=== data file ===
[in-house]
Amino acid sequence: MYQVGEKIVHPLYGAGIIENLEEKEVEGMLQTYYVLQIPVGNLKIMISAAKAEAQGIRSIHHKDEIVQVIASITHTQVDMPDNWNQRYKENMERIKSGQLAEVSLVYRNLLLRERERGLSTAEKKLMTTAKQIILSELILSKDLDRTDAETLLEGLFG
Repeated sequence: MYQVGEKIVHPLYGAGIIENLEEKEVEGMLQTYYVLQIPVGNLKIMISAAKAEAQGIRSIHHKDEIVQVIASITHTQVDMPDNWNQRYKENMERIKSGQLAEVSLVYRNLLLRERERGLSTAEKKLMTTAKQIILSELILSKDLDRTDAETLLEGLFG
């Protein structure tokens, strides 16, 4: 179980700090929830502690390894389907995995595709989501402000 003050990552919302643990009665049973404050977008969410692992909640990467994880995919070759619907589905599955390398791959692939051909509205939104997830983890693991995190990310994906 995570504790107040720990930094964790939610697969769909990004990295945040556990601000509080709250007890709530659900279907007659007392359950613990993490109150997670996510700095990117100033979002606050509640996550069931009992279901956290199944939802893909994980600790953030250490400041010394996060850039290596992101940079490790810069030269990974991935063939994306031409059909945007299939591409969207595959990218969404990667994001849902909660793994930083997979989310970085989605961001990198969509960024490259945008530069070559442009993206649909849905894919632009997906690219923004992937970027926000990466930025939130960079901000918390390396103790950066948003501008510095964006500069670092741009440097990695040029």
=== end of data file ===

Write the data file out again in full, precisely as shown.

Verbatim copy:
[in-house]
Amino acid sequence: MYQVGEKIVHPLYGAGIIENLEEKEVEGMLQTYYVLQIPVGNLKIMISAAKAEAQGIRSIHHKDEIVQVIASITHTQVDMPDNWNQRYKENMERIKSGQLAEVSLVYRNLLLRERERGLSTAEKKLMTTAKQIILSELILSKDLDRTDAETLLEGLFG
Repeated sequence: MYQVGEKIVHPLYGAGIIENLEEKEVEGMLQTYYVLQIPVGNLKIMISAAKAEAQGIRSIHHKDEIVQVIASITHTQVDMPDNWNQRYKENMERIKSGQLAEVSLVYRNLLLRERERGLSTAEKKLMTTAKQIILSELILSKDLDRTDAETLLEGLFG
């Protein structure tokens, strides 16, 4: 179980700090929830502690390894389907995995595709989501402000 003050990552919302643990009665049973404050977008969410692992909640990467994880995919070759619907589905599955390398791959692939051909509205939104997830983890693991995190990310994906 995570504790107040720990930094964790939610697969769909990004990295945040556990601000509080709250007890709530659900279907007659007392359950613990993490109150997670996510700095990117100033979002606050509640996550069931009992279901956290199944939802893909994980600790953030250490400041010394996060850039290596992101940079490790810069030269990974991935063939994306031409059909945007299939591409969207595959990218969404990667994001849902909660793994930083997979989310970085989605961001990198969509960024490259945008530069070559442009993206649909849905894919632009997906690219923004992937970027926000990466930025939130960079901000918390390396103790950066948003501008510095964006500069670092741009440097990695040029």